The National Health Service broadly reports the results of system-level analyses and investigations into trust-specific failures. This publication series provides information about complaints submitted to trusts to track complaints received and responded to, identify common themes, and uncover recurring problems in an effort to enable organizations to improve processes for managing complaints.
Mital R, Lovegrove MC, Moro RN, et al. Pharmacoepidemiol Drug Saf. 2022;31:225-234.
Accidental ingestion of over-the-counter (OTC) cold and cough medicines (CCMs) among children can result in adverse events. This study used national surveillance data to characterize emergency department (ED) visits for harms related to OTC CCM use and discusses differences by patient demographics, intent of use, and concurrent substance use.
Wallis KA, Elley CR, Moyes SA, et al. BJGP Open. 2022;6:BJGPO.2021.0129.
Common high-risk medications such as antiplatelets and non-steroidal anti-inflammatory drugs (NSAIDs) have the potential to cause serious patient harm. This randomized trial examined the usefulness of an existing intervention to support safer prescribing in general practice to improve safe high-risk prescribing.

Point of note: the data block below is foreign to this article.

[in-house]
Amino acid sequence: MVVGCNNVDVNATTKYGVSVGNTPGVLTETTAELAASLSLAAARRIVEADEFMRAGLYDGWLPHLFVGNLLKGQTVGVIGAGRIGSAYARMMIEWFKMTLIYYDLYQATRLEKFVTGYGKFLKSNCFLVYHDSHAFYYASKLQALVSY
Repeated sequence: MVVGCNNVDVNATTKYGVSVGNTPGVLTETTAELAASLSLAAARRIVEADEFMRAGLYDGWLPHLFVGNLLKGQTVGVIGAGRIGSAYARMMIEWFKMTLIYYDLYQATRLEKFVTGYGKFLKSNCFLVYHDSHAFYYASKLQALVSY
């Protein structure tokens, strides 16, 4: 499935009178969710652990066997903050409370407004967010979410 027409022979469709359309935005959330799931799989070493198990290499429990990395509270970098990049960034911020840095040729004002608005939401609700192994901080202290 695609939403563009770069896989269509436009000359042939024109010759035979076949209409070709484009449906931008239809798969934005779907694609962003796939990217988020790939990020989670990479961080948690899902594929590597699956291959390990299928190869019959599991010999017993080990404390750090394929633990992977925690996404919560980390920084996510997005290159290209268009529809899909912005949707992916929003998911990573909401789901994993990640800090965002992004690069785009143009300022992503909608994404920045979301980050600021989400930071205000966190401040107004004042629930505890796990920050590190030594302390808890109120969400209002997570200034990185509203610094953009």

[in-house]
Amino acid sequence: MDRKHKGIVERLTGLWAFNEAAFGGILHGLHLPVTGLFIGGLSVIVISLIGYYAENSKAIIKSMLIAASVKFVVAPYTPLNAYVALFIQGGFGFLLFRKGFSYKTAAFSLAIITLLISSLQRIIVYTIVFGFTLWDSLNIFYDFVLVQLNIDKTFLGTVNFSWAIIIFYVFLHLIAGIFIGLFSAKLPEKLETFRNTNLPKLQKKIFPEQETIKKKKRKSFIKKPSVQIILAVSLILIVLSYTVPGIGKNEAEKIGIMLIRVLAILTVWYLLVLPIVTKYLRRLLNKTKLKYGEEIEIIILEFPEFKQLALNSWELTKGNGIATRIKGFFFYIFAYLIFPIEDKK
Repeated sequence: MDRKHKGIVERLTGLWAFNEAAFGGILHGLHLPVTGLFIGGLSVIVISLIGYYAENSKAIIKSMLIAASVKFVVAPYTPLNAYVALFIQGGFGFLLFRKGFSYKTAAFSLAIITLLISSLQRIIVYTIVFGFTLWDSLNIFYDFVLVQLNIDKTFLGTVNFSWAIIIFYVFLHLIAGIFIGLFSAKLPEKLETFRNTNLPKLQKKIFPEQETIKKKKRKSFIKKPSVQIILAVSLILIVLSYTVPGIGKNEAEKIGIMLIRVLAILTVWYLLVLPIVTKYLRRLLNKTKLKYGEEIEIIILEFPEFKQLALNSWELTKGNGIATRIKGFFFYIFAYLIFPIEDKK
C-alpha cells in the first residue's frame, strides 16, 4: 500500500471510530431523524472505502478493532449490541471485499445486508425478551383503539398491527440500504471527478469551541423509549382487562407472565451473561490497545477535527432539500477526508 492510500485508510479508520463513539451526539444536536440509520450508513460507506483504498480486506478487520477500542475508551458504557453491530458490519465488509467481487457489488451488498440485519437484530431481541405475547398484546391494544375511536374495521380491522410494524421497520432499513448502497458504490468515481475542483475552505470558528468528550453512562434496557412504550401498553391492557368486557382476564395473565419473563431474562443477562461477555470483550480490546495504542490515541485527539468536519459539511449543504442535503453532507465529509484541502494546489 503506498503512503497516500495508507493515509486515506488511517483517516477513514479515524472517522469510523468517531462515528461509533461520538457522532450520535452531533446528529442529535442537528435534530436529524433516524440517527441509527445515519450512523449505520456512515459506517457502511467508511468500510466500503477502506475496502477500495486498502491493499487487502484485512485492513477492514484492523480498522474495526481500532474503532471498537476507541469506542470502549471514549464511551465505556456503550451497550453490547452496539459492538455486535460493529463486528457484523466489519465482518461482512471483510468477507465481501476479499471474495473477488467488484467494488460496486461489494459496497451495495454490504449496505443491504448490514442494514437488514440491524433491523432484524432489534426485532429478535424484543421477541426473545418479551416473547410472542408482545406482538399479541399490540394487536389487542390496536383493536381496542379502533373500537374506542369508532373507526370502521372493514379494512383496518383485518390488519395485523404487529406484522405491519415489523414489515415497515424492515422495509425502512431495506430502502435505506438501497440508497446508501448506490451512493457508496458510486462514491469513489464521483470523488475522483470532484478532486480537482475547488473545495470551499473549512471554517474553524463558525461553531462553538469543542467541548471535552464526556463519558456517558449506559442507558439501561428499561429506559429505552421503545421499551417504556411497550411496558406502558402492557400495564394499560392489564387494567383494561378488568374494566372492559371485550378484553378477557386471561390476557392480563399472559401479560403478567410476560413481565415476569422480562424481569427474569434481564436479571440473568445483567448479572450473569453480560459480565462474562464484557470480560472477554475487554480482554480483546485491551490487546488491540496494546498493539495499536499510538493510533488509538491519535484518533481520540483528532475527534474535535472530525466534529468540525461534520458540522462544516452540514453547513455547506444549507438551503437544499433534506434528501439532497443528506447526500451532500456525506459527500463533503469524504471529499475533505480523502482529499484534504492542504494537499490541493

ISMP Medication Safety Alert! Acute care edition. December 2, 2021;(24)1-4.

Insulin is a high-alert medication that requires extra attention to safely manage blood sugar levels in chronic or acutely ill patients. This alert highlights look-alike/sound-alike packaging, delayed medication reconciliation, and dietary monitoring gaps as threats to safe insulin administration in emergencies. Recommendations for improvement are provided for both general in-hospital, and post-discharge care.

Rockville, MD: Agency for Healthcare Research and Quality. January 12, 2022.

An organization’s understanding of its culture is foundational to patient safety. This webinar introduced the AHRQ Surveys on Patient Safety Culture™ (SOPS®) program. The session covered the types of surveys available and review resources available to best use the data to facilitate conversations and comparisons to inform improvement efforts. 
Blease CR, Kharko A, Hägglund M, et al. PLoS ONE. 2021;16:e0258056.
Allowing patients to access their own ambulatory clinical health record has benefits such as identification of errors and increased trust. This study focused on risks and benefits of patient access to mental health care records. Experts suggested the benefits would be similar to those seen in primary care, such as increased patient engagement, with the potential additional benefit of reduced stigmatization.